Yale faculty and students investigate the long-term impacts of land dispossession in Indigenous North American nations

October 21, 2021

A group of scholars including Justin Farrell (Assistant Professor of Sociology, Yale School of the Environment), Paul Burow (PhD candidate in Anthropology and School of the Environment, Yale University), Kathryn McConnell (PhD candidate at Yale School of the Environment and Postdoctoral Research Associate at Brown University), and colleagues from Colorado State University, have published a study in Science: “Effects of land dispossession and forced migration on Indigenous peoples in North America.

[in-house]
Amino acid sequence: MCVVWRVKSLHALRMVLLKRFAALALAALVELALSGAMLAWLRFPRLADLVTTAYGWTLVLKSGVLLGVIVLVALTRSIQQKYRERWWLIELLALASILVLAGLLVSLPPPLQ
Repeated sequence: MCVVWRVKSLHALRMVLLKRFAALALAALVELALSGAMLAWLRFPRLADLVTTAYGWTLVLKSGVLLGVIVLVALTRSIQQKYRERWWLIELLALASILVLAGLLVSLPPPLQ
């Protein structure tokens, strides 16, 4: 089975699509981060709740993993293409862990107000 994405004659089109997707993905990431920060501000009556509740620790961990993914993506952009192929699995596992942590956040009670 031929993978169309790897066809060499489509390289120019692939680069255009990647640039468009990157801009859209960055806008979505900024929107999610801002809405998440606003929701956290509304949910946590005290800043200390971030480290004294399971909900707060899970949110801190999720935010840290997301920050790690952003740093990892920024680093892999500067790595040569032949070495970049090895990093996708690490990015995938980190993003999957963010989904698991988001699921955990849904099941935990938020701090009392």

The authors note: “To date, we lack precise estimates of the extent to which Indigenous peoples in parts of North America were dispossessed of their lands and forced to migrate by colonial settlers, as well as how the lands that they were moved into compare to their original lands. Farrell et al. constructed a new dataset within the boundaries of the current-day United States and found that Indigenous land density and spread in has been reduced by nearly 99% (see the Perspective by Fixico). The lands to which they were forcibly migrated are more vulnerable to climate change and contain fewer resources. Research and policy implications of these findings are discussed.”

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